It has been nearly 3 months since we moved. In that time we have spent nearly as much time at our new “home” as we have away from home. I did the math one day while Mr. M was in New York last month. Since we had moved he has been at our home 25 nights and over 30 nights some where else. We were gone so often we started just telling people we’ve lived here one month.  August hasn’t been as crazy and we’ve been here a lot more but it still left me feeling homeless. I felt like I didn’t know where I belonged. I had a home, but there wasn’t much ‘homey’ about it. I did (and still do) refer to where we lived as home. Every time we are there I feel home.

We are beginning to love living here more and more. We try and get out as much as possible to see and get to know where we live. We went for a little hike last week and found a tarantula. Who knew tarantulas lived here? We’ve gone swimming a few times, done a few bike rides, and went to a race at the Raceway. I’ve gone to our local farmer’s market, we go for walks, we go running in the park, we are getting involved in our church, and made a list of places and things we want to do before our little guy arrives. We’ve made photo collages, bought mirrors and shower curtains, we have tried to fill this space we call home. More and more I am finding a spot in my heart for this city. It has been a 3 month journey, but I’m finding home again.


This feeling of homelessness made me wonder what makes a home? Why do I feel so blessed to be physically protected and cared for but still don’t feel home. I’ve studied principles of Interior Design, I know structurally what makes a home, but how can someone have a home and still feel homeless? How can you have a roof over your head, a bed, food, and everything you need but still feel that hole?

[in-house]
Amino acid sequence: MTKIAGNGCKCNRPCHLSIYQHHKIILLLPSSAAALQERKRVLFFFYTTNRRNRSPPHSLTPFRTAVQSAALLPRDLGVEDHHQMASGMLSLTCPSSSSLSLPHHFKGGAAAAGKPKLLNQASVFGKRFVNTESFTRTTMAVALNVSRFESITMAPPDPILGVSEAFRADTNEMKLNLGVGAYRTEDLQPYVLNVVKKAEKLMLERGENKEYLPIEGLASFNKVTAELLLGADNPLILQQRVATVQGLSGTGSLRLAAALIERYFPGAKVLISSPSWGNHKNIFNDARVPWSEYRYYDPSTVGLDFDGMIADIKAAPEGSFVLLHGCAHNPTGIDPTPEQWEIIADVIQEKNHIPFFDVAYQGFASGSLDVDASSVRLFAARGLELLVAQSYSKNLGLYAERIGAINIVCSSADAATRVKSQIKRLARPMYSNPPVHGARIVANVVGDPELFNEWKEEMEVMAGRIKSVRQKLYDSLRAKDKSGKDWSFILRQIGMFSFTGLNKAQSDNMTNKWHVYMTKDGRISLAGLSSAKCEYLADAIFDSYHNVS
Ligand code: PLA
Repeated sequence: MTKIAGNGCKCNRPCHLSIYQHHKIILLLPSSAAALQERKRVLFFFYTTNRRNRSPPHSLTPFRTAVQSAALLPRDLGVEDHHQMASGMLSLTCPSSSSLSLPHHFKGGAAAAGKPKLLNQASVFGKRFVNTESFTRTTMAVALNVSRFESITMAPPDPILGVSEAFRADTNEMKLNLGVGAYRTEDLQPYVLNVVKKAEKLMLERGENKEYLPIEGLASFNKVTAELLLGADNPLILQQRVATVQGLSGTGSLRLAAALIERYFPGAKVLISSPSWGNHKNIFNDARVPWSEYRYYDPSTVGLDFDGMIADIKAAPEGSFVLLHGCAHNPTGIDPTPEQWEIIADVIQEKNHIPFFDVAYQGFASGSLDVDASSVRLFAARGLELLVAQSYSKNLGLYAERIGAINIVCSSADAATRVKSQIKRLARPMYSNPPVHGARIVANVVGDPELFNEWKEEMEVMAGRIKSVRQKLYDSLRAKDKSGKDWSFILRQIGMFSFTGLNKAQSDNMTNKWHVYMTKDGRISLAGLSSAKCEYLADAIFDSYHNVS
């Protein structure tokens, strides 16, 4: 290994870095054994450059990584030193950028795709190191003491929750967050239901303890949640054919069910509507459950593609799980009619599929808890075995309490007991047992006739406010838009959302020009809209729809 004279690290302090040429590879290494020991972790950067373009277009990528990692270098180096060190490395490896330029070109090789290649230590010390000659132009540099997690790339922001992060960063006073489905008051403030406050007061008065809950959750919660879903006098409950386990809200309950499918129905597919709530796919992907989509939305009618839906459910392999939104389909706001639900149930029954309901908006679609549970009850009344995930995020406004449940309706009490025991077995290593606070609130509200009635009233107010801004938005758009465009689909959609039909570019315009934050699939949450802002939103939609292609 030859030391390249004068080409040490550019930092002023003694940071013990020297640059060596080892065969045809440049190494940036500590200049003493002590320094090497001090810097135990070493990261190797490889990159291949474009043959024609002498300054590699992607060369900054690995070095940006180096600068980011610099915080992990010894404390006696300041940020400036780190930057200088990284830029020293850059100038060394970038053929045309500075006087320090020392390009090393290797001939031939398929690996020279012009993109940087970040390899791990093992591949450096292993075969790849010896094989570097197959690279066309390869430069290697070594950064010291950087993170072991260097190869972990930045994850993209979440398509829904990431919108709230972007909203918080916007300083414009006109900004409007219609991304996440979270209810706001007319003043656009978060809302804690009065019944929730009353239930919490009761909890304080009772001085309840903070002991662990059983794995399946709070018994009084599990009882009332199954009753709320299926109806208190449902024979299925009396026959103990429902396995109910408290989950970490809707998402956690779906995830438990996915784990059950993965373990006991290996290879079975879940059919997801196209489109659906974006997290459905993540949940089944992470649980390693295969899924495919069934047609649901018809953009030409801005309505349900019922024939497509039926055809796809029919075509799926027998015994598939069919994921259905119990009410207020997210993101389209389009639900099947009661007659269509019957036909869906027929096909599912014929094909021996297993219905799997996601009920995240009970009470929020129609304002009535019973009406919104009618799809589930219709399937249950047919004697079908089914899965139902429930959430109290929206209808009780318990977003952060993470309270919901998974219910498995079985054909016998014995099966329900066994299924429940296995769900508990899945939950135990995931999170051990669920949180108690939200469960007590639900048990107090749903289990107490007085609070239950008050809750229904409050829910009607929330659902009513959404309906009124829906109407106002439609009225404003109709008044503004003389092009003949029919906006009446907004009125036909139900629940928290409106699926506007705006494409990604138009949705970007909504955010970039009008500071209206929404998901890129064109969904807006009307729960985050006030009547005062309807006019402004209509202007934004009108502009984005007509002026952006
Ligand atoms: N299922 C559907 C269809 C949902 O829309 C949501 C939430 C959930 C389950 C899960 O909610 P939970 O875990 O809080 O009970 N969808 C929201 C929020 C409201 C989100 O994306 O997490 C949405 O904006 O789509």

As I sat in New York last month and felt even more of that distance, I wrote the following in my journal after Mr M and I went to the Manhattan Temple.

“I felt that because we’ve been gone more days than we’ve been home in the last 7 weeks, I’ve felt homeless. Nowhere and everywhere felt like home at the same time. It was quite the feeling to not have a place I felt I belonged, a refuge. But I found that in the temple of God.”

I feel like as a society we are lead to believe that “home” is something that can be built or bought. I live for the day I’m not paying rent and own a home. I dream about painting walls and remodeling projects, but those don’t create home either.  I believe that home is an inner peace. A peace that can be found in a variety or buildings, but is a peace that is woven through time and righteous decisions.

“Many voices from the world in which we live tell us we should live at a frantic pace. There is always more to do and more to accomplish. Yet deep inside each of us is a need to have a place of refuge where peace and serenity prevail, a place where we can reset, regroup, and reenergize to prepare for future pressures. The ideal place for that peace is within the walls of our own homes, where we have done all we can to make the Lord Jesus Christ the centerpiece.”Richard G. Scott, Quorum of the Twelve Apostles


So my bare walls are becoming less bare. Remember what our place looked like when we moved in? But it isn’t pictures on a wall, pillows on a bed, or food in the cupboards that make a home. It is that feeling of peace and serenity that come from centering our lives around Jesus Christ. It isn’t about having a house that is Pinterest worthy. It’s not about Victorian Architecture or designer sofas. Those things fill space but they do not fill voids. The mirror above my fireplace didn’t make my home more peaceful or serene. It is the effort that we have put into centering our home and our lives on the gospel of Jesus Christ. I loved this final idea by Richard G. Scott.

“One of the greatest blessings we can offer to the world is the power of a Christ-centered home where the gospel is taught, covenants are kept, and love abounds.”Richard G. Scott, Quorum of the Twelve Apostles



Here’s a little about me: I usually don’t buy things that I could make. I like to read and learn. I have dreams of being a mom, living in foreign countries, and trying new things. I take a ton of pictures. I collect rocks from the places I’ve been. I’m trying to learn French. I like to eat. I’m a Mormon.

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